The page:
By Lauren Linhard – firstname.lastname@example.org
50 years ago, the cameras captured Kathrine Switzer being harassed by Race Director Jock Semple while running the Boston Marathon: “Get the hell out of my race and give me those numbers,” he yelled, echoing the common thought of the time that sports of such caliber were only meant for men.
Not only did she finish the Boston Marathon then, and 39 other marathons afterwards, but Switzer returned to complete the marathon on April 17 at age 70, running her fastest marathon in 46 years.
“My message to young girls is that you can do much more than you ever can imagine,” said Switzer, who wore the same bib number – 261- from her historic first marathon. “The only way you can imagine it is to do it. To take the first step. And if you take the first step, you can then take three steps. And then you can take 10.”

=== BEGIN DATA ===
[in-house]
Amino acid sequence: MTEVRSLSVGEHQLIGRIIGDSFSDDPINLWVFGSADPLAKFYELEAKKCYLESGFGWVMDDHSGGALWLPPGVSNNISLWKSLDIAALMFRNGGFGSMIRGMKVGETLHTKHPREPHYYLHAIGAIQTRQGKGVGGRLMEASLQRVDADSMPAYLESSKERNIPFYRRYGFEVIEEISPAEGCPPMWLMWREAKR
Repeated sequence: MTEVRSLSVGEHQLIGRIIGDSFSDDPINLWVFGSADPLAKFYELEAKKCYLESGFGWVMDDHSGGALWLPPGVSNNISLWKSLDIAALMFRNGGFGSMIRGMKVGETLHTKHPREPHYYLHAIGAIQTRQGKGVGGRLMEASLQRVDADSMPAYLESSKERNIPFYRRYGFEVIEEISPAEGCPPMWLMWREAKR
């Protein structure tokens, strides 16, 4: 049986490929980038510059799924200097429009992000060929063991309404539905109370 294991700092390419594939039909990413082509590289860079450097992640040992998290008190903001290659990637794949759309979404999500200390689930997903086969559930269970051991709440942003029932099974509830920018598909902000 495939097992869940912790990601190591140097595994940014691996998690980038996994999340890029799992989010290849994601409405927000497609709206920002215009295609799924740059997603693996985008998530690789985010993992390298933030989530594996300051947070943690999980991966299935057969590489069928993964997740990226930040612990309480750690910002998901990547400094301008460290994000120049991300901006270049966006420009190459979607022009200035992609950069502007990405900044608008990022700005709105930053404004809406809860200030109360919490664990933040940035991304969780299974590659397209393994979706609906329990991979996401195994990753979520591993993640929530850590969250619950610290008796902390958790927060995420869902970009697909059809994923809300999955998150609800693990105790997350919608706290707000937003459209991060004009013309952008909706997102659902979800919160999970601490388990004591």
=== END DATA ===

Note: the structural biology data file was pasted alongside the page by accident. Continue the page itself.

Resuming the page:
Switzer was greeted as an honored guest when she crossed the finish line earlier this week, her bib number becoming officially retired as a statement of her contribution to women’s sports.
“What happened on the streets of Boston 50 years ago completely changed my life and changed other people’s lives,” Switzer said. “The race today was a celebration of the past 50 years.”
After running her first Boston Marathon in 1967, Switzer quickly became the face of equality for female athletes – a role she took to heart, starting her own running club in Canada when she was expelled from the Athletic Federation.
Once she earned sponsorship, Switzer went on to create a global series of races in 27 countries, involving millions of women runners. She presented the results from these events to the International Olympic Committee, successfully obtaining the inclusion of a women’s marathon in the 1984 Olympic games.
Switzer also continued to push for women to be allowed in the Boston Marathon until the policy was finally changed in 1972. She finished first in the New York City Marathon in 1974 and second in the Boston Marathon in 1975.